Partnership Terminations

BY EDWARD J. SCHNEE

A s the number of partnerships and LLCs taxed as partnerships increases, so too will the number that terminate due to failure or owner disagreement. The Internal Revenue Code contains only a simple statement about partnership terminations, but a recent case expands on that.

Robert Collins and several others formed Harbor Cove Marina Partners (HCMP) to acquire and run a marina. The partnership agreement provided that, upon termination, the partnership was to sell its assets and distribute the cash; it also gave the managing partner significant authority. After numerous disagreements, Collins and the managing partner decided to liquidate the partnership. But, instead of selling the assets, HCMP transferred them to another partnership and gave Collins cash equal to the assessed fair market value of his interest. Collins sued the managing partner to force a sale of the assets as stipulated in the partnership agreement.

While the suit was pending, the managing partner filed a final partnership return and sent Collins a form K-1 based on the actual cash distribution. Collins filed his tax return taking the position the partnership had not terminated, but the IRS said he had to file his return based on the form K-1 he received. Collins filed a suit in the Tax Court arguing the partnership had not terminated and his return was filed correctly.

Result. For the taxpayer. Although the taxpayer was not the tax matters partner, he was entitled to have the Tax Court adjudicate an issue involving a partnership item.

IRC section 708 provides for the termination of a partnership upon either of two events: No part of any business is being carried on by any of the partners or more than 50% of the interests in the partnership are sold within a 12-month period. The first event was before the court. Specifically, the IRS argued that since the business had ceased, the partnership had terminated. Collins argued that the partnership could not terminate until the procedure in the partnership agreement for termination was followed.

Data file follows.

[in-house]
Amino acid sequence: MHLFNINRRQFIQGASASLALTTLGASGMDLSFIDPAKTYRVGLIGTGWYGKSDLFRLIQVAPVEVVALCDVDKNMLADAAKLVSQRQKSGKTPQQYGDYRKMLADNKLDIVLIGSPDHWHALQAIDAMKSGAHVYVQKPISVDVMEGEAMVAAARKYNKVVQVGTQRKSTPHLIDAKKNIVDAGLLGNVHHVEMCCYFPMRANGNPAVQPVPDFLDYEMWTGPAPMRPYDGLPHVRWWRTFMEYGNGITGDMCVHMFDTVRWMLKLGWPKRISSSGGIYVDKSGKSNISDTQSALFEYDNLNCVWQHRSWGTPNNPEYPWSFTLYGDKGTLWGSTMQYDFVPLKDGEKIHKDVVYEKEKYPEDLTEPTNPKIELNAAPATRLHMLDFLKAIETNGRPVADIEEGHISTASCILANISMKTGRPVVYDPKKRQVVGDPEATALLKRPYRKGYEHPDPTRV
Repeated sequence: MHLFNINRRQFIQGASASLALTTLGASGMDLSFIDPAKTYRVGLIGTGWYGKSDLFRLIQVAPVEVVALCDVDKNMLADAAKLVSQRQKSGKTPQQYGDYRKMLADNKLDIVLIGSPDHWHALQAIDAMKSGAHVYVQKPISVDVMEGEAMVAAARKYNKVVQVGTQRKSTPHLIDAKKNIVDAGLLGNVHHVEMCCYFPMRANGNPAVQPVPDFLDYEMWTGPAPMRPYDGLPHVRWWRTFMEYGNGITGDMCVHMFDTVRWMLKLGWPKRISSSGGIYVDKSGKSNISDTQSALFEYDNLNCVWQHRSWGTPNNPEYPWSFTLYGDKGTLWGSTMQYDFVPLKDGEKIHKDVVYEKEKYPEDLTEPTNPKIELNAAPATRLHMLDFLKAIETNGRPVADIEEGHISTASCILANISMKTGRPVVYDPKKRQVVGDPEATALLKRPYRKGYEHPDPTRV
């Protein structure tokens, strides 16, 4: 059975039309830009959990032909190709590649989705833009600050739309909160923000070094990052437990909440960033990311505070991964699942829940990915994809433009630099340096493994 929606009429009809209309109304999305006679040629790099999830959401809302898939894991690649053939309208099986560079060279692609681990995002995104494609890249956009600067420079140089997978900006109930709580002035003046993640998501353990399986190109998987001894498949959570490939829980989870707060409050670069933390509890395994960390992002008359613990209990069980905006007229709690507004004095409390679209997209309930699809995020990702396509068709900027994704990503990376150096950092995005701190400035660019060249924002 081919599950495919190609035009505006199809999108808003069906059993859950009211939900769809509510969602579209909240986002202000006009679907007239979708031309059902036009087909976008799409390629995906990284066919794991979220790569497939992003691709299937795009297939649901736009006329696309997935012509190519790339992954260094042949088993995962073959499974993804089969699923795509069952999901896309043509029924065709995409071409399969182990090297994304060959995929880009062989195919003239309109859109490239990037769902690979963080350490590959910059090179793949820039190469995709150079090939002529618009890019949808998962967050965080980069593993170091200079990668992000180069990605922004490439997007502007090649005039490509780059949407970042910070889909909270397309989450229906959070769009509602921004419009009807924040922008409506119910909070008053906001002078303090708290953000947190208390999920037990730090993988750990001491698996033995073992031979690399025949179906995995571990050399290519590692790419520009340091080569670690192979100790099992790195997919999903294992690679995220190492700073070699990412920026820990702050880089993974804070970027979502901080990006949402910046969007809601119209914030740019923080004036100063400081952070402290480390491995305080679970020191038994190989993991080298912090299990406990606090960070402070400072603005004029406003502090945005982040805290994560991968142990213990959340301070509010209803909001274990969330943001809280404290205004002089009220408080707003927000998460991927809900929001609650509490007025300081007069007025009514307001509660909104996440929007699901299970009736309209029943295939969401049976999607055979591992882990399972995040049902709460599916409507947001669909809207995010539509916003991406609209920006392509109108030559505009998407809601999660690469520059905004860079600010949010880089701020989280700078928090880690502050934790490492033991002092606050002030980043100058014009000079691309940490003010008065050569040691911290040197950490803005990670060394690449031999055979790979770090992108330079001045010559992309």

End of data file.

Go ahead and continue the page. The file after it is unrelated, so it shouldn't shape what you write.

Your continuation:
In analyzing the code section, the Tax Court noted that termination for tax purposes is not the same as termination for state law purposes. Under IRC section 708 the determination is a facts and circumstances test. In addition to restating the section 708 requirements, regulations section 1.708 includes a clarification that a termination will not occur until all the assets are distributed to the partners.

Several cases have examined this issue. They held that a partnership was not terminated even when it ceased its primary business if a nominal amount of business still was continued. For example, holding a note from the sale of partnership assets and collecting interest on it precluded termination, and so did discontinuing a business while maintaining the partnership for investment purposes.

Based on the above cases, the Tax Court concluded that HCMP’s failure to terminate the partnership under the procedure outlined in the partnership agreement with a resulting lawsuit were sufficient to prevent a termination even if no business was being conducted by the partnership. In other words, any activity or assets at the partnership level preclude a termination for tax purposes.

In the area of corporate taxation it is generally accepted that a corporation can be deemed to have completely liquidated even though it maintains its charter and a nominal amount of assets, provided it is not engaged in an ongoing business. The partnership rule is different; in addition to ceasing business, a partnership must continue to file tax returns as a going concern until it distributes all assets to the partners pursuant to the partnership agreement.

Harbor Cove Marina Partners Partnership v. Commissioner , 123 TC no. 4.

Prepared by Edward J. Schnee, CPA, PhD, Hugh Culverhouse Professor of Accounting and director, MTA program, Culverhouse School of Accountancy, University of Alabama, Tuscaloosa.

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